Tryptophan and Autophagy



First, let me explain a little bit about tryptophan. Tryptophan is an amino acid, building block for protein. I have always thought about it as mediation in food or a supplement. It has many functions in the body and is probably most famously known for converting into serotonin to keep your brain (and gut) happy and healthy.1    

What’s fascinating to me about tryptophan is that it actually requires a bit of an insulin response in order to make its way to the brain.2 This is something to think about, especially on a long-term ketogenic diet, and is another reason to add to the list of benefits of achieving metabolic flexibility so that the body can easily cycle out of ketosis as needed or desired.3

Tryptophan also helps with regulating how the liver builds proteins, which may be why it has been studied in terms of longevity.

All of the studies I’ve seen looking at tryptophan restriction have been in animal studies and there seems to be some evidence that even moderate restriction of tryptophan helps to regulate energy balance4, balance hormones, change the microbiome and support weight loss in rats. Reducing tryptophan can even prolong the lifespan in certain animals.5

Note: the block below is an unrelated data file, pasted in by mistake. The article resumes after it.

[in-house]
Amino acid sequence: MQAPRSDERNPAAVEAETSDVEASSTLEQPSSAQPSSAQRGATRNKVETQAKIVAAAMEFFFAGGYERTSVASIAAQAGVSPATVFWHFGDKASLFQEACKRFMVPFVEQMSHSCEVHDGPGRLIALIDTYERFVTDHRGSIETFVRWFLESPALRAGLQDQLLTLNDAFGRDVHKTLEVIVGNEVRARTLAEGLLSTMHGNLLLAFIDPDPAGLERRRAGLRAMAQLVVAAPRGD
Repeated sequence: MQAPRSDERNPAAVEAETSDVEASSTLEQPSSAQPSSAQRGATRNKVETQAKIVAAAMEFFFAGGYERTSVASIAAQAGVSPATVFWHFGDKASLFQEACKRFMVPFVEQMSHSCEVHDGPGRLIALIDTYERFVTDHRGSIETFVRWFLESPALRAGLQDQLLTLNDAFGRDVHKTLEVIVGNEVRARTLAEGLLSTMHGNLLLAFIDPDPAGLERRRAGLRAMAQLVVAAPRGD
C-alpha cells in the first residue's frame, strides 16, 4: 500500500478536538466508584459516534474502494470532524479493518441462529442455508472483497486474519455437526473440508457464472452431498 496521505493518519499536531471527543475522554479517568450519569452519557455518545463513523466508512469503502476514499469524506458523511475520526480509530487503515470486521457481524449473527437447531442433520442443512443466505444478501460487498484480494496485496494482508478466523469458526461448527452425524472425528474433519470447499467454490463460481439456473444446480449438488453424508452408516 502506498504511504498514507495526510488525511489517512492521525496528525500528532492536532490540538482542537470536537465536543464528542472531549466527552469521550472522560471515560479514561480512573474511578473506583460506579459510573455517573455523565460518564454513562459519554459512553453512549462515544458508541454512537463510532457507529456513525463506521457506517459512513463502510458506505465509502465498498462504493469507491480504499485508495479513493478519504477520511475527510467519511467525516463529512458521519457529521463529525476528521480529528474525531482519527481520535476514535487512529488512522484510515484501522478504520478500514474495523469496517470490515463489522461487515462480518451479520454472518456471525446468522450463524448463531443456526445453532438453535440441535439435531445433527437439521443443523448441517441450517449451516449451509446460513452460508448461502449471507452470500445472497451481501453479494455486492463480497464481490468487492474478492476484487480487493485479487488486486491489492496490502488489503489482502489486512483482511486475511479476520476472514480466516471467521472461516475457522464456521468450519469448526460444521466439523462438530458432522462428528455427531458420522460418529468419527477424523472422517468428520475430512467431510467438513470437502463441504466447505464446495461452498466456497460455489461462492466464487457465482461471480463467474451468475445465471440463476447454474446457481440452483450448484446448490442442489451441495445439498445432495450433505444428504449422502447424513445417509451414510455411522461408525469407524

Now, it is pretty easy to manipulate the amino acid intake in lab animals because they can be fed an exact mixture of amino acid powders. Translating this to humans who eat real food is a little tricky and the jury is still out as to whether restricting tryptophan will have the same effect.

On a ketogenic diet, you mainly get your tryptophan from animal foods so if this pans out as beneficial and you wanted to implement some strategies, you could experiment with reducing your overall protein or even limiting the protein from animal sources to see how you do.6 In Glow15, I discuss protein cycling as a gentle way to boost autophagy. This approach may even have additional benefits that science has yet to uncover!

Supplement Recommendations

Sources and References
  1. “Tryptophan.”National Center for Biotechnology Information. PubChem Compound Database, U.S. National Library of Medicine,
  2. Ferstrom, J. D., and R. J. Wurtman.Elevation of Plasma Tryptophan by Insulin in Rat.
  3. Vianna, Daiana, et al. “Long-Term Leucine Supplementation Reduces Fat Mass Gain without Changing Body Protein Status of Aging Rats.” Nutrition (Burbank, Los Angeles County, Calif.), U.S. National Library of Medicine, Feb. 2012,
  4. Gallinetti, Jordan, et al. “Amino Acid Sensing in Dietary-Restriction-Mediated Longevity: Roles of Signal-Transducing Kinases GCN2 and TOR.” The Biochemical Journal, U.S. National Library of Medicine, 1 Jan. 2013,
  5. Jenkins, Trisha A, et al. “Influence of Tryptophan and Serotonin on Mood and Cognition with a Possible Role of the Gut-Brain Axis.” Nutrients, MDPI, 20 Jan. 2016,
  6. Kuiken, K A, et al.The Tryptophan Content of Meat. 29 Aug. 1947.